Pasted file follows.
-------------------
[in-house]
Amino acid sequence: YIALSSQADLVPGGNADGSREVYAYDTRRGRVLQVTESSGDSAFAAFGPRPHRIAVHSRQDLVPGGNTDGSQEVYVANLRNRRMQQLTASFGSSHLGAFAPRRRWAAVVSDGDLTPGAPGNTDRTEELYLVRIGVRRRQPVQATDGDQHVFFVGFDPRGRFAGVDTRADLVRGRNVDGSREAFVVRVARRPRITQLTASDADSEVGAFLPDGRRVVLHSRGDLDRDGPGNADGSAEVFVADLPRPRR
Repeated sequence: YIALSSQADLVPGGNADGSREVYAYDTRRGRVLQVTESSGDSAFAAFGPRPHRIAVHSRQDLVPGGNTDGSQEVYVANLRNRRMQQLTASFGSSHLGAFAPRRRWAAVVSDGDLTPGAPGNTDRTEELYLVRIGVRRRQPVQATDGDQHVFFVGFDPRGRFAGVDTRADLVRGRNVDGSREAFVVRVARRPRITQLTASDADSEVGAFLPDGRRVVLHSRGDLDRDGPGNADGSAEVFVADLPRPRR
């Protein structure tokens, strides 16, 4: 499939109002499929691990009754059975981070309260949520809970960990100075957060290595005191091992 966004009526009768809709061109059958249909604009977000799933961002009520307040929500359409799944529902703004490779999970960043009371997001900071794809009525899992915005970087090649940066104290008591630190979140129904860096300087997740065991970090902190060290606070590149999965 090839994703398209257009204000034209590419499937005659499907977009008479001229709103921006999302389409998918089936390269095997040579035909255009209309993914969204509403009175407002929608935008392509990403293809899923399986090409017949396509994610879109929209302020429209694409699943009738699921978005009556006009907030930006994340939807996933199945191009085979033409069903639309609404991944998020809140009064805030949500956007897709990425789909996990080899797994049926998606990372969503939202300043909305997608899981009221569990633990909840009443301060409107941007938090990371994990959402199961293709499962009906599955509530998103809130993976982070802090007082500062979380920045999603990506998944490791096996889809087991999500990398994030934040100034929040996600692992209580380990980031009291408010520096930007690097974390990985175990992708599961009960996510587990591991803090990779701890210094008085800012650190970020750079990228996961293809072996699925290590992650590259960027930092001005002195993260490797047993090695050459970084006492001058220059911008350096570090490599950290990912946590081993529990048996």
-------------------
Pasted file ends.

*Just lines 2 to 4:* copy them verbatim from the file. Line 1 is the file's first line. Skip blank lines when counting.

Amino acid sequence: YIALSSQADLVPGGNADGSREVYAYDTRRGRVLQVTESSGDSAFAAFGPRPHRIAVHSRQDLVPGGNTDGSQEVYVANLRNRRMQQLTASFGSSHLGAFAPRRRWAAVVSDGDLTPGAPGNTDRTEELYLVRIGVRRRQPVQATDGDQHVFFVGFDPRGRFAGVDTRADLVRGRNVDGSREAFVVRVARRPRITQLTASDADSEVGAFLPDGRRVVLHSRGDLDRDGPGNADGSAEVFVADLPRPRR
Repeated sequence: YIALSSQADLVPGGNADGSREVYAYDTRRGRVLQVTESSGDSAFAAFGPRPHRIAVHSRQDLVPGGNTDGSQEVYVANLRNRRMQQLTASFGSSHLGAFAPRRRWAAVVSDGDLTPGAPGNTDRTEELYLVRIGVRRRQPVQATDGDQHVFFVGFDPRGRFAGVDTRADLVRGRNVDGSREAFVVRVARRPRITQLTASDADSEVGAFLPDGRRVVLHSRGDLDRDGPGNADGSAEVFVADLPRPRR
């Protein structure tokens, strides 16, 4: 499939109002499929691990009754059975981070309260949520809970960990100075957060290595005191091992 966004009526009768809709061109059958249909604009977000799933961002009520307040929500359409799944529902703004490779999970960043009371997001900071794809009525899992915005970087090649940066104290008591630190979140129904860096300087997740065991970090902190060290606070590149999965 090839994703398209257009204000034209590419499937005659499907977009008479001229709103921006999302389409998918089936390269095997040579035909255009209309993914969204509403009175407002929608935008392509990403293809899923399986090409017949396509994610879109929209302020429209694409699943009738699921978005009556006009907030930006994340939807996933199945191009085979033409069903639309609404991944998020809140009064805030949500956007897709990425789909996990080899797994049926998606990372969503939202300043909305997608899981009221569990633990909840009443301060409107941007938090990371994990959402199961293709499962009906599955509530998103809130993976982070802090007082500062979380920045999603990506998944490791096996889809087991999500990398994030934040100034929040996600692992209580380990980031009291408010520096930007690097974390990985175990992708599961009960996510587990591991803090990779701890210094008085800012650190970020750079990228996961293809072996699925290590992650590259960027930092001005002195993260490797047993090695050459970084006492001058220059911008350096570090490599950290990912946590081993529990048996």